Outside the streets are quiet. The usual sound of children playing and teenagers shouting is loud in its absence. There are no cars driving up and down, no conversations with neighbours at the driveways, no work vans pulling in. The only sound is that of the Autumn leaves as they trip over each other and gather in street corners where the kids used to play.
Inside the dynamic has changed too. The comforting rolling boil of the kettle has been replaced with the squeak of the revolving fridge door. The crinkle of plastic packets has become white noise to me now and the ever familiar jingle heralding the arrival of the latest news has been silenced in favour of the Netflix tune. The doom and gloom of the daily news and COVID numbers brings nothing but misery into the house. The discussions around the latest figures have been repetitive and endless and so lately we have been pulling the plug on it all. Misery and despair and worry can only enter your world if you let it and now I am choosing not to let it. I know the situation is pretty grim. I don’t need the latest numbers to tell me that. So Netflix it is. A few episodes of Schitts Creek and the alternate reality it offers really soothes the soul.
There have been various approaches to the whole lockdown experience over the past few months. From excessive exercise, marathons on balconies, Tour de France distances on stationery bikes and the constructions of home gyms to past times slightly more slovenly. Instead of becoming a lean mean fighting machine, I found myself comfort eating, binging on said Netflix when I should have been walking the dog and reaching for the biscuit tin instead of the fruit bowl.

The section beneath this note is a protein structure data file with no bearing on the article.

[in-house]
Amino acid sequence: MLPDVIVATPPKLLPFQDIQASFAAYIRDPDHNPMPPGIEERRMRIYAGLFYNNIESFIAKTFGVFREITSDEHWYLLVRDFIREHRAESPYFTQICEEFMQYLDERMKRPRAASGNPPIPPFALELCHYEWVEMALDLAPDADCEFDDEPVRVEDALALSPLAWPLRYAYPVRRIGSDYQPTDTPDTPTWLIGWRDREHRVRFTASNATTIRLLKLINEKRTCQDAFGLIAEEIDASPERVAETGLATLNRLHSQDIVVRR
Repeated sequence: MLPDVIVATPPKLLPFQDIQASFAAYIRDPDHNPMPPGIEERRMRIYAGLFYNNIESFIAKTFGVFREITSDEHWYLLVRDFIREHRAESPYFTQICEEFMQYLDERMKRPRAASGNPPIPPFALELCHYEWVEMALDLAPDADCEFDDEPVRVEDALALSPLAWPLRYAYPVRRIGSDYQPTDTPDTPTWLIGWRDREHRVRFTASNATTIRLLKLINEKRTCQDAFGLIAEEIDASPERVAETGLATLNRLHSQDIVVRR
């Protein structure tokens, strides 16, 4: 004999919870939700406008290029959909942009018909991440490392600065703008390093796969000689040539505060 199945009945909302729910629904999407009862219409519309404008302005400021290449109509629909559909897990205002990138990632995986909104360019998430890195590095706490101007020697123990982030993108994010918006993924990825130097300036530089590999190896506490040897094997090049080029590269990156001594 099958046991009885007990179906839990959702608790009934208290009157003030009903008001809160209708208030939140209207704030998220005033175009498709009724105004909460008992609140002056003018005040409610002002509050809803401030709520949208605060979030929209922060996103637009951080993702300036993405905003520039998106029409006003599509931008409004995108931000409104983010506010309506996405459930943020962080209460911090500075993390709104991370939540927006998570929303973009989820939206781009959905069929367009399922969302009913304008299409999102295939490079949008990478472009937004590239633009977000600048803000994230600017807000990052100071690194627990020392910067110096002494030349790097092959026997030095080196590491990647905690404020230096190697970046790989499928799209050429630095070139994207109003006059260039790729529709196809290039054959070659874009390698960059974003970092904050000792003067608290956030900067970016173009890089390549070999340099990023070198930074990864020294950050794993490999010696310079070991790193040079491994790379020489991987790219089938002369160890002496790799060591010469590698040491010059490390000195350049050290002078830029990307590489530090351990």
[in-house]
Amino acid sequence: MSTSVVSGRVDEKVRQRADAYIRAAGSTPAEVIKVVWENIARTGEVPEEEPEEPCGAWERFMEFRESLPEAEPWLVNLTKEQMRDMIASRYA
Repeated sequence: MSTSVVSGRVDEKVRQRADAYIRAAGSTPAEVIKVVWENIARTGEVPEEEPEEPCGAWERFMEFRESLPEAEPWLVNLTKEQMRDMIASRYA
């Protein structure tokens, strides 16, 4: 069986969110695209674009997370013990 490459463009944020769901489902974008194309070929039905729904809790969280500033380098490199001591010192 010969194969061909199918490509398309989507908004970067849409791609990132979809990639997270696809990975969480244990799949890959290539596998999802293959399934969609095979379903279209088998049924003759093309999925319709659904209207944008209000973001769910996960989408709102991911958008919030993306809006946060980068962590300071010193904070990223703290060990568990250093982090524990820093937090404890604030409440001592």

Now, to be fair it doesn’t take a pandemic for me to make poor food choices. Whether its comfort eating, mindless eating or rewarding myself for some very minor accomplishment, my mind and my hand is never far from the treat press. And I’m equally successful at beating myself up about said poor food choice. But now, in these ridiculously stressful and unusual few months, I am choosing to ignore the chatter in my head warning me about empty calories and sugar levels and periods of inactivity. If one of my children came to me upset, anxious or tired and looking for comfort in the way of a sugary treat I certainly wouldn’t give them a bowl of kale and a glass of water. If a biscuit or a chocolate bar will bring them comfort and joy then I am certainly not going to give them a lecture on fat content and calories. There’s a time and a place. And if I feel I need some gentle anaesthesia in the form of a cool G&T after a long day of juggling work and family in COVID times then I shouldn’t feel the need to berate myself either. I have allowed myself the comfort I needed, I have listened to my body and cared for myself accordingly in the same manner I care for my children.
However all this self-care and responding to my cravings have resulted in the dreaded COVID stone. Apparently you can have too much of a good thing after all. But I know I’m not alone. In a recent survey it appears that roughly 46% of women and 34% of men find themselves in a similar situation. Only problem is that we can’t meet up now and lament our fate together. No, I got myself onto this so now I need to get myself out of it. Only problem is that circumstances haven’t changed. I still crave that comfort, that security and sense of well-being. But I am going to have to find another way to get it, or I’m going to be a blimp when all this is over. It will be over. Eventually. And when we emerge from hibernation I would rather be gazelle like than hippo like. It’s time to take control back before the COVID stone turns into the COVID tonne. So as well doing my bit to help flatten the national curve, I will be focusing on flattening my own curve and getting back on track. How hard can it be right?